RBS to pay $612 million for rate-rigging

Regulators determined that RBS traders pressured employees responsible for submitting the bank's interbank borrowing LIBOR report to falsely report the figure in a way that maximized their profit. The CFTC also found RBS employees continued to submit false reports even after press reports began to question the rates, and some even continued the practice while the bank was investigating problems with that very practice.

"Today’s Order against RBS demonstrates yet another clear case of a bank falsely reporting and attempting to manipulate or successfully manipulating benchmark rates to increase trading profits," said CFTC Chairman Gary Gensler. "Such false reporting of benchmark rates undermines the integrity of markets and shakes the public’s trust in our financial system."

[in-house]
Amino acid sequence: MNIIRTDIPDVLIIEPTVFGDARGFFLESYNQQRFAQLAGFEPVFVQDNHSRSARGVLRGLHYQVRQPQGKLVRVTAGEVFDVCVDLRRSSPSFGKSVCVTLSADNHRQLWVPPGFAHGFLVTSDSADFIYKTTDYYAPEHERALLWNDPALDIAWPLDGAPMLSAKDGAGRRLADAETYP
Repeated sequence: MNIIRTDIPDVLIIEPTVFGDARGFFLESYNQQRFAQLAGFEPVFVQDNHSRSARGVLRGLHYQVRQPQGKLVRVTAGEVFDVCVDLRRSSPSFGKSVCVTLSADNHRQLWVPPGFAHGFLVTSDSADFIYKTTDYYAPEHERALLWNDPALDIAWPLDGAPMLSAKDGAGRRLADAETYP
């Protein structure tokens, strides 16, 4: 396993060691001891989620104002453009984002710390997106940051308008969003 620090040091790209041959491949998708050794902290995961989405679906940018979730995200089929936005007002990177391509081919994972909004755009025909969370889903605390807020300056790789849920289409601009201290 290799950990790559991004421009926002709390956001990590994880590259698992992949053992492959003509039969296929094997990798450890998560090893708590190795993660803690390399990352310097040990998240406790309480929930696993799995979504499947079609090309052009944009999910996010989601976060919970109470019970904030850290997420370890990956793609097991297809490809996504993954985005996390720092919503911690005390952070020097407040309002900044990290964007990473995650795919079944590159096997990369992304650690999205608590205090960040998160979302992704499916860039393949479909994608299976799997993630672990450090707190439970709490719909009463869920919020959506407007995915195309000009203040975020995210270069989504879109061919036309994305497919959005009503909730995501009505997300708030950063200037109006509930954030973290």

CFTC Commissioner Bart Chilton called the penalty fitting for such "despicable" conduct.

"This is a solid and significant settlement which sends a signal to those who would monkey around with benchmark rates," he said in a statement.

With the RBS penalty, the CFTC has now imposed more than $1.2 billion in penalties to banks for rigging key interest rates like LIBOR.

The Swiss bank UBS agreed to pay $1.5 billion in December to U.S. and British regulators to settle its LIBOR-rigging charges, and the British bank Barclays set off the the scandal when it paid $453 million to settle LIBOR charges in June.